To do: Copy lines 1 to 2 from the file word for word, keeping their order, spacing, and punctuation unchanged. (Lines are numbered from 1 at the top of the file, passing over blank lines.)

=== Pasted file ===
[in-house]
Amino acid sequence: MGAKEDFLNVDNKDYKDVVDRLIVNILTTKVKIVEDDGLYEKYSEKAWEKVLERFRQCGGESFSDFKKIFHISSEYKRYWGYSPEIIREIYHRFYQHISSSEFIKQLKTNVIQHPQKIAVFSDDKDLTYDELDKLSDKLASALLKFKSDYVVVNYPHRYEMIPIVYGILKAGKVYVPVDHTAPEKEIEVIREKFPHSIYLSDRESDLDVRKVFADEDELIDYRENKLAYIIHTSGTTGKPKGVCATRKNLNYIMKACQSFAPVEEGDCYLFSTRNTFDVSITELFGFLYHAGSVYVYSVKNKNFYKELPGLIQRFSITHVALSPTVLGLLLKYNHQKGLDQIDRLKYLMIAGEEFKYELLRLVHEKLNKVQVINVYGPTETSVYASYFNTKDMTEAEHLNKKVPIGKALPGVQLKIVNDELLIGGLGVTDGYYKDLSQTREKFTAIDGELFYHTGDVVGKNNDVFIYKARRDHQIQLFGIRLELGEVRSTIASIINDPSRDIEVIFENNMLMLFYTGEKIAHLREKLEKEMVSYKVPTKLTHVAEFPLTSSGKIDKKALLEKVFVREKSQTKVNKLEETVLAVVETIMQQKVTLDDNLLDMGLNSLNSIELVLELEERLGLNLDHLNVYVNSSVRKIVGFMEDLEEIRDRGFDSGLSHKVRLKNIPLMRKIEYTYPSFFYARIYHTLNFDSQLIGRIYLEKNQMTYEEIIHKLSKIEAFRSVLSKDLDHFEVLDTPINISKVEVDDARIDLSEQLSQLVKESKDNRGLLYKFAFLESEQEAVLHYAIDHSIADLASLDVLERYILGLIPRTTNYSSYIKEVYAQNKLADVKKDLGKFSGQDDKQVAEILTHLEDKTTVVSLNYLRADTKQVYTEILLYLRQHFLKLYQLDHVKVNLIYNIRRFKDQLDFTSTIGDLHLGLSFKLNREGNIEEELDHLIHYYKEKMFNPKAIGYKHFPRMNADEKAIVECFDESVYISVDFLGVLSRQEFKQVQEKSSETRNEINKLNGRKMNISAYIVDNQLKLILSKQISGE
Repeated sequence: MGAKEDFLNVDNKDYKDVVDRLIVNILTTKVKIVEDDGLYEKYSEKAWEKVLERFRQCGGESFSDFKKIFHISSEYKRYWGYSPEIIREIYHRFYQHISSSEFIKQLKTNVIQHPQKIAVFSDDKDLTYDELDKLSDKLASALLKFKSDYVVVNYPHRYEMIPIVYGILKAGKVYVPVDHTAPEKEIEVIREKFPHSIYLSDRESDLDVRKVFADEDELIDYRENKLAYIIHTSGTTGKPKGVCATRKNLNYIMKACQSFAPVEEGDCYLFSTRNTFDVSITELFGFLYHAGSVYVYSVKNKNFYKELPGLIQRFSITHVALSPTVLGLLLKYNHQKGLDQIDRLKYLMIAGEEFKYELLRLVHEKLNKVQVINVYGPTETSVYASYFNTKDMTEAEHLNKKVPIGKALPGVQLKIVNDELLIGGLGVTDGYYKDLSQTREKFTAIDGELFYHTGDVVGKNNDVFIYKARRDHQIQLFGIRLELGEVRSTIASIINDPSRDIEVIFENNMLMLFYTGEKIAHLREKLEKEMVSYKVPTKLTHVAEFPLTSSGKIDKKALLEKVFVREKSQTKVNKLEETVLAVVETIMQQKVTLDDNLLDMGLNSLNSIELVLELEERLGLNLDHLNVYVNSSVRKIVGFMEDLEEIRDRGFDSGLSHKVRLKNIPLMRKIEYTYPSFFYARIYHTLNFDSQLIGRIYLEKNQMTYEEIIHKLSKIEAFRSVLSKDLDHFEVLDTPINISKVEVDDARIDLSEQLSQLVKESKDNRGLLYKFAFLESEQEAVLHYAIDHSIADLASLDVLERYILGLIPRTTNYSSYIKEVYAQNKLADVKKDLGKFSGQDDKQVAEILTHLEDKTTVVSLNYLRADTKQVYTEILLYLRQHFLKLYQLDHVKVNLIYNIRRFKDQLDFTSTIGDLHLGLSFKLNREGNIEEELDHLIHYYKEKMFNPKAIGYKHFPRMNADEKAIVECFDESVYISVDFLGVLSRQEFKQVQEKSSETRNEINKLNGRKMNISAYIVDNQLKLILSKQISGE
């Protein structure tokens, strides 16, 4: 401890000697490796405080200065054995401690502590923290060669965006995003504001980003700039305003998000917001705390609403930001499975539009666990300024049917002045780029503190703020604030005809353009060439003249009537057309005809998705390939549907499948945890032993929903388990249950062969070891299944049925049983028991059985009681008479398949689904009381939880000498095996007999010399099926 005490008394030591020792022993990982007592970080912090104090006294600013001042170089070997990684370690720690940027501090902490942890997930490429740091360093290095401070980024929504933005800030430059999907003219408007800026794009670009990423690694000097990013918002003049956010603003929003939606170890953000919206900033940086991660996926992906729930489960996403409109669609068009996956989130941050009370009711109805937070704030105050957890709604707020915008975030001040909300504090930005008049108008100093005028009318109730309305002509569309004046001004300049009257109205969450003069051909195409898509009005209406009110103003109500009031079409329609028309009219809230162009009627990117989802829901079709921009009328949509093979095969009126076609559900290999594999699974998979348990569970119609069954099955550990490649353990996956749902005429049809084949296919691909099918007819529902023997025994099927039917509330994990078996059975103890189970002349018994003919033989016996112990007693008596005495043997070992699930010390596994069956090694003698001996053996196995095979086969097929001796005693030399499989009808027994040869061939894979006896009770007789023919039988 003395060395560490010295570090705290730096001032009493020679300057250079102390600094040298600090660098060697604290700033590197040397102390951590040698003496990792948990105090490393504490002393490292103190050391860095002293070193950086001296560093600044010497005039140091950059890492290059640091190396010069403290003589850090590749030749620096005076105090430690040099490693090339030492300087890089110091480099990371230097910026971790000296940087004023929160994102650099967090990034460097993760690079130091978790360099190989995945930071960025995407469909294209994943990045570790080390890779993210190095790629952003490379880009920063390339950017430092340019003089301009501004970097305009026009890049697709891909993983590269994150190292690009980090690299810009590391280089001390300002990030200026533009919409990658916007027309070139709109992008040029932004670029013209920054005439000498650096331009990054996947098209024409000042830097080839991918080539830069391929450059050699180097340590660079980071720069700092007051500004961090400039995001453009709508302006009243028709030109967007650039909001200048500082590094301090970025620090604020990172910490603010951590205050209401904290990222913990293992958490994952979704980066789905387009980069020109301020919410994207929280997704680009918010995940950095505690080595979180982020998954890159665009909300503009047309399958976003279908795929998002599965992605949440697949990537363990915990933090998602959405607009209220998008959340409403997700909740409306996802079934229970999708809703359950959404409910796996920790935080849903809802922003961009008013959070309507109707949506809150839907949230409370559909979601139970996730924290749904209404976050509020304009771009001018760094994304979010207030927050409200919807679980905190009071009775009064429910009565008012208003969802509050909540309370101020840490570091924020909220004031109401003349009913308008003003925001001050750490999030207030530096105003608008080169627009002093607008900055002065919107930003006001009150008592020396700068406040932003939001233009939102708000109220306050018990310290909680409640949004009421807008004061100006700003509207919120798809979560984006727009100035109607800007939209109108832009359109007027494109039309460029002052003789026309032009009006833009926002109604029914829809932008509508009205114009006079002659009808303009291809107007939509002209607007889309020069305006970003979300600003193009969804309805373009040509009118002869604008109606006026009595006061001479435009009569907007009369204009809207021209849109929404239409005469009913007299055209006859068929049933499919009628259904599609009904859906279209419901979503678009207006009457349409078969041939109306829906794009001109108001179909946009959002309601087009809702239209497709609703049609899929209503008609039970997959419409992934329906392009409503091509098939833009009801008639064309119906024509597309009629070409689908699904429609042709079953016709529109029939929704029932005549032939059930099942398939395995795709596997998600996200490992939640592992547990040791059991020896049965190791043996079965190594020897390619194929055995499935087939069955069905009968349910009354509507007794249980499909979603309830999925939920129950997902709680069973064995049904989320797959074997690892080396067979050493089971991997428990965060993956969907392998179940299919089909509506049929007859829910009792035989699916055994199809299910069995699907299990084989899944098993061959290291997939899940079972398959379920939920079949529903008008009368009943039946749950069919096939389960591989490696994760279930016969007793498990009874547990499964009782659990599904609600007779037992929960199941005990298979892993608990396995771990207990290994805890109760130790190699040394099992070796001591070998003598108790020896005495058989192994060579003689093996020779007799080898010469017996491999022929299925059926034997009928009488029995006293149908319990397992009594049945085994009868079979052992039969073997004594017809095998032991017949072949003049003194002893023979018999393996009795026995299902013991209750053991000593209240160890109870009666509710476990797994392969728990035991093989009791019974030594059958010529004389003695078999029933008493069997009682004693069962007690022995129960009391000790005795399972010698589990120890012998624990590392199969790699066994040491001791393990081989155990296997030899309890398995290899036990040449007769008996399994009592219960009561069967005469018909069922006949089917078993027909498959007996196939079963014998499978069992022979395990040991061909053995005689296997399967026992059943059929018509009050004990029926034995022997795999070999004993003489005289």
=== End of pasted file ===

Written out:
[in-house]
Amino acid sequence: MGAKEDFLNVDNKDYKDVVDRLIVNILTTKVKIVEDDGLYEKYSEKAWEKVLERFRQCGGESFSDFKKIFHISSEYKRYWGYSPEIIREIYHRFYQHISSSEFIKQLKTNVIQHPQKIAVFSDDKDLTYDELDKLSDKLASALLKFKSDYVVVNYPHRYEMIPIVYGILKAGKVYVPVDHTAPEKEIEVIREKFPHSIYLSDRESDLDVRKVFADEDELIDYRENKLAYIIHTSGTTGKPKGVCATRKNLNYIMKACQSFAPVEEGDCYLFSTRNTFDVSITELFGFLYHAGSVYVYSVKNKNFYKELPGLIQRFSITHVALSPTVLGLLLKYNHQKGLDQIDRLKYLMIAGEEFKYELLRLVHEKLNKVQVINVYGPTETSVYASYFNTKDMTEAEHLNKKVPIGKALPGVQLKIVNDELLIGGLGVTDGYYKDLSQTREKFTAIDGELFYHTGDVVGKNNDVFIYKARRDHQIQLFGIRLELGEVRSTIASIINDPSRDIEVIFENNMLMLFYTGEKIAHLREKLEKEMVSYKVPTKLTHVAEFPLTSSGKIDKKALLEKVFVREKSQTKVNKLEETVLAVVETIMQQKVTLDDNLLDMGLNSLNSIELVLELEERLGLNLDHLNVYVNSSVRKIVGFMEDLEEIRDRGFDSGLSHKVRLKNIPLMRKIEYTYPSFFYARIYHTLNFDSQLIGRIYLEKNQMTYEEIIHKLSKIEAFRSVLSKDLDHFEVLDTPINISKVEVDDARIDLSEQLSQLVKESKDNRGLLYKFAFLESEQEAVLHYAIDHSIADLASLDVLERYILGLIPRTTNYSSYIKEVYAQNKLADVKKDLGKFSGQDDKQVAEILTHLEDKTTVVSLNYLRADTKQVYTEILLYLRQHFLKLYQLDHVKVNLIYNIRRFKDQLDFTSTIGDLHLGLSFKLNREGNIEEELDHLIHYYKEKMFNPKAIGYKHFPRMNADEKAIVECFDESVYISVDFLGVLSRQEFKQVQEKSSETRNEINKLNGRKMNISAYIVDNQLKLILSKQISGE